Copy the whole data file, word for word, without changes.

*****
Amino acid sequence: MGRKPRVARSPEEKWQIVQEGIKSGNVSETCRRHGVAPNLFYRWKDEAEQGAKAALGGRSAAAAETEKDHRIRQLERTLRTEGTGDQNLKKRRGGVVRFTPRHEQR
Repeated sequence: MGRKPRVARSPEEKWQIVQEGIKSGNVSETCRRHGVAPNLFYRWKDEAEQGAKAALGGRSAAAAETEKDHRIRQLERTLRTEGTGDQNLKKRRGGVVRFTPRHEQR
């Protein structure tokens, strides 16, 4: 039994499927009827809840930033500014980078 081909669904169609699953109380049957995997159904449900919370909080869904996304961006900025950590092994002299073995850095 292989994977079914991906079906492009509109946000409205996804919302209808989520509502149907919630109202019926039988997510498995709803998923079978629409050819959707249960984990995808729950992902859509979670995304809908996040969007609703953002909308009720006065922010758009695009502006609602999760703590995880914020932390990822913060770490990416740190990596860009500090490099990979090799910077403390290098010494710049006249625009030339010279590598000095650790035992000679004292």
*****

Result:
Amino acid sequence: MGRKPRVARSPEEKWQIVQEGIKSGNVSETCRRHGVAPNLFYRWKDEAEQGAKAALGGRSAAAAETEKDHRIRQLERTLRTEGTGDQNLKKRRGGVVRFTPRHEQR
Repeated sequence: MGRKPRVARSPEEKWQIVQEGIKSGNVSETCRRHGVAPNLFYRWKDEAEQGAKAALGGRSAAAAETEKDHRIRQLERTLRTEGTGDQNLKKRRGGVVRFTPRHEQR
């Protein structure tokens, strides 16, 4: 039994499927009827809840930033500014980078 081909669904169609699953109380049957995997159904449900919370909080869904996304961006900025950590092994002299073995850095 292989994977079914991906079906492009509109946000409205996804919302209808989520509502149907919630109202019926039988997510498995709803998923079978629409050819959707249960984990995808729950992902859509979670995304809908996040969007609703953002909308009720006065922010758009695009502006609602999760703590995880914020932390990822913060770490990416740190990596860009500090490099990979090799910077403390290098010494710049006249625009030339010279590598000095650790035992000679004292």